“We’re giving them back the ability to make decisions,” O’Neill said. “No one knows better than the people patrolling those sectors and the people that live there what’s actually happening.”
Precincts are divided along neighborhood boundaries, rather than crossing them, he said.
Of the city’s 77 precincts, 51 have operated under this model since 2015, and recorded crimes have decreased at faster rates there, O’Neill said, adding that he hopes to implement the strategy citywide next year.
“My vision is to fully implement neighborhood policing, and that’s to give our police officers the opportunity, the training, and the time to communicate, establish relationships, work together to identify problems, and work together to solve problems,” he said.
O’Neill cited a focus on curbing gang violence as another reason crime statistics have improved. Precinct detectives work with comrades who focus on vice crimes, narcotics and gun violence to reduce gang activity, he said.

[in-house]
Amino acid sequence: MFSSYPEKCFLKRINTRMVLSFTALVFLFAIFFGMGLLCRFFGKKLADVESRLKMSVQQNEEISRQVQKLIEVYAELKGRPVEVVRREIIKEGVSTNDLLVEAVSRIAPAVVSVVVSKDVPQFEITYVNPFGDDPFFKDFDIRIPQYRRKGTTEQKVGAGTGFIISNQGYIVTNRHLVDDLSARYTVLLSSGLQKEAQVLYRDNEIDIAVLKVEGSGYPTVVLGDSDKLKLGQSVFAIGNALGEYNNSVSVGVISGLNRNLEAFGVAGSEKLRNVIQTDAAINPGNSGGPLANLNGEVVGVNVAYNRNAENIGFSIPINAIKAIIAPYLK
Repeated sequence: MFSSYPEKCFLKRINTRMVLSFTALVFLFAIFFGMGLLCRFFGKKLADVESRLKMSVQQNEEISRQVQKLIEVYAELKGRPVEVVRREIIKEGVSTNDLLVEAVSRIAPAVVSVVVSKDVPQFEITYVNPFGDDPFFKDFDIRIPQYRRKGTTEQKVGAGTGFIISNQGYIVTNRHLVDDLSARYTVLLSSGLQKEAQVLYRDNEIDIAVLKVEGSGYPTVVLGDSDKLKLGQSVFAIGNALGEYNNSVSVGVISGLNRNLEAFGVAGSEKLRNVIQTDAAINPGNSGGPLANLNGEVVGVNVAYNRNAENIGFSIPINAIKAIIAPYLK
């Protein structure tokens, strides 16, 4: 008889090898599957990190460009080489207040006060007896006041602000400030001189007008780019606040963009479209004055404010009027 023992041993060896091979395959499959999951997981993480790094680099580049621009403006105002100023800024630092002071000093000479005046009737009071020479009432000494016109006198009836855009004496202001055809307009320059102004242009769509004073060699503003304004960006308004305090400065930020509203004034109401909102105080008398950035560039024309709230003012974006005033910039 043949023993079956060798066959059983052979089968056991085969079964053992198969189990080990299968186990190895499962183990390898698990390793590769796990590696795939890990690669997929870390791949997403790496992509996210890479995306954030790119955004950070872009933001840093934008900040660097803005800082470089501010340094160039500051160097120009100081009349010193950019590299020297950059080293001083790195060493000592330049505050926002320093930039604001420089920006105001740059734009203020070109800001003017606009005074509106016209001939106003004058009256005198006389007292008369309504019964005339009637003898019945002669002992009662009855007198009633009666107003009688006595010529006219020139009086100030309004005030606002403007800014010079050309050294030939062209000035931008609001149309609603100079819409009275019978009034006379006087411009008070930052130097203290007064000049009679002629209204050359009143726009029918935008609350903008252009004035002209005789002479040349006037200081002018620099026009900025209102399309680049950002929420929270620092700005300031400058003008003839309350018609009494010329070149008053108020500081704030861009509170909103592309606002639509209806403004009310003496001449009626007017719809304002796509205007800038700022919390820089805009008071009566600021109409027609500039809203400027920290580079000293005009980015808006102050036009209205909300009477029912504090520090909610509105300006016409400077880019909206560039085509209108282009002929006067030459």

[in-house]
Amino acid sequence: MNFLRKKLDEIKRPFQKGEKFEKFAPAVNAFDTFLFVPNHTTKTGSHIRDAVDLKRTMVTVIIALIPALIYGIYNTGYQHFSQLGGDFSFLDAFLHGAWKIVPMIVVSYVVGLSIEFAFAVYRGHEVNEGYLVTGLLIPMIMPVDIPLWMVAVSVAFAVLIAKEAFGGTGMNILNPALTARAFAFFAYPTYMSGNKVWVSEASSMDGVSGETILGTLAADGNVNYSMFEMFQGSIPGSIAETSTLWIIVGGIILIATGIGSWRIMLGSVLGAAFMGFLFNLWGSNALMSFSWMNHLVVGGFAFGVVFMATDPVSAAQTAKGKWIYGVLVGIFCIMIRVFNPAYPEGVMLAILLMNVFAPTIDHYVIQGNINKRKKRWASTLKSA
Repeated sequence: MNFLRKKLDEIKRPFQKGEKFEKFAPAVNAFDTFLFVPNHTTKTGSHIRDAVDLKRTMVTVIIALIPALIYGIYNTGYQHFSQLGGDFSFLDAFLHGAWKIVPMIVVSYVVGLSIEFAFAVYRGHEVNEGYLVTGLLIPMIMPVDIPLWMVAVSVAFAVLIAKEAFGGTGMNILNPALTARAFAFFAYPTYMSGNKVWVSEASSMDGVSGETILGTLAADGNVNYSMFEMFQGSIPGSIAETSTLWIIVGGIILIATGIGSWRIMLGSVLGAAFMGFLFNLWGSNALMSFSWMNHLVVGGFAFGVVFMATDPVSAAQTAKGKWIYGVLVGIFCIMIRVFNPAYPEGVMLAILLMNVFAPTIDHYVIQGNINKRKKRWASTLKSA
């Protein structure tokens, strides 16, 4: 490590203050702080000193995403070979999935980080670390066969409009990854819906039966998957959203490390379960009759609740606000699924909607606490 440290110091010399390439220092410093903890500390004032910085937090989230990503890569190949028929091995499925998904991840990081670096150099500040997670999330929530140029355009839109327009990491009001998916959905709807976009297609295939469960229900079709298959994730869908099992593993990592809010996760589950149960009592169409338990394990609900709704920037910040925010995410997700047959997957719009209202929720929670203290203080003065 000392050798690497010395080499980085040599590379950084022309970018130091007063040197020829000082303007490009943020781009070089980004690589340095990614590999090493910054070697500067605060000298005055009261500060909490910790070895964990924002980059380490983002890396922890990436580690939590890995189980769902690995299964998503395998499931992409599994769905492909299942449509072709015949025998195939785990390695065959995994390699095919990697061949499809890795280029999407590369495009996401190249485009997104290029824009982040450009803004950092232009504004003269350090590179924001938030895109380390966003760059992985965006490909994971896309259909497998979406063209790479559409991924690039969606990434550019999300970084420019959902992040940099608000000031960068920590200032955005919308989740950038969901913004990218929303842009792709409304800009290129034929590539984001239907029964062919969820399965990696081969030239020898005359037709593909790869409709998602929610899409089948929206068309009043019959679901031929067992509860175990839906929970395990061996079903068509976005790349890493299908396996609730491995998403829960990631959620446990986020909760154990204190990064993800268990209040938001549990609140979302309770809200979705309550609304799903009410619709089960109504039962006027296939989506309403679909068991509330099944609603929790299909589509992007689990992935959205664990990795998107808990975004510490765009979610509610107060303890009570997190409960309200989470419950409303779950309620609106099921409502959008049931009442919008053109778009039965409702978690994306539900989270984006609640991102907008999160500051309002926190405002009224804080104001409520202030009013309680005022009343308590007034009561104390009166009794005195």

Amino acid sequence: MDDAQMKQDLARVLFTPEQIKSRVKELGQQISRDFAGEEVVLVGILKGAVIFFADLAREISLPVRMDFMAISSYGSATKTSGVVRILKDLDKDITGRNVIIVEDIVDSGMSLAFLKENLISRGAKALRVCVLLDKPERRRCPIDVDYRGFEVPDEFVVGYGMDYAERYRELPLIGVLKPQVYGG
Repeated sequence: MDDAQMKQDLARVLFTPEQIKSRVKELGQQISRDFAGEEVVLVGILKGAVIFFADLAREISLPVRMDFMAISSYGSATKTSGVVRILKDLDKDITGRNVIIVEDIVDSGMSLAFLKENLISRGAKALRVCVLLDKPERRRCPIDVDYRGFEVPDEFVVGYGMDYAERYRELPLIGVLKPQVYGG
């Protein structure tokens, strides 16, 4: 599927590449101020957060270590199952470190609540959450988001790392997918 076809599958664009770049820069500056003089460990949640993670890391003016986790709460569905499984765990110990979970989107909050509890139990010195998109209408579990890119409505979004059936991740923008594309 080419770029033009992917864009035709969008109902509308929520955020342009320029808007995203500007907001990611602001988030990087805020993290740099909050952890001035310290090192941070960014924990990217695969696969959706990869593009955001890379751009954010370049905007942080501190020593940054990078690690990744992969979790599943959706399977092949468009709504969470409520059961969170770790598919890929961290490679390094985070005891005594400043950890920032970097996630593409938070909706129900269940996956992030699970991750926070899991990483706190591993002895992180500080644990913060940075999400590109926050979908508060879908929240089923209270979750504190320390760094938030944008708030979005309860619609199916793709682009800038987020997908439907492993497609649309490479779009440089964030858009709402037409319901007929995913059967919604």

“We’re also continuing to target gangs and crews who commit the majority of the violence in New York City,” O’Neill said. “I think that, in conjunction with neighborhood policing, that’s why you’re seeing the crime numbers go down.”
Curtis Sliwa, founder of the Guardian Angels, said he believes part of the decrease in gang violence is because of technology, which has made it easier for police to target suspected gang members. Guardian Angels is a volunteer safety patrol organization — separate from the NYPD — that started in New York City.
“Nowadays, as a gang task force member, I can sit in an office, and all I have to do is look at social networking,” Sliwa told CNN. “The gangs are their own worst enemy. They post everything.”
More work to do
Sliwa acknowledged that crime statistics have improved overall, and he credits the NYPD for that. But he believes the city has become safer for men, not women. In his work, he still sees sexual assault and harassment as major issues that need to be more heavily addressed, especially for women riding the subway.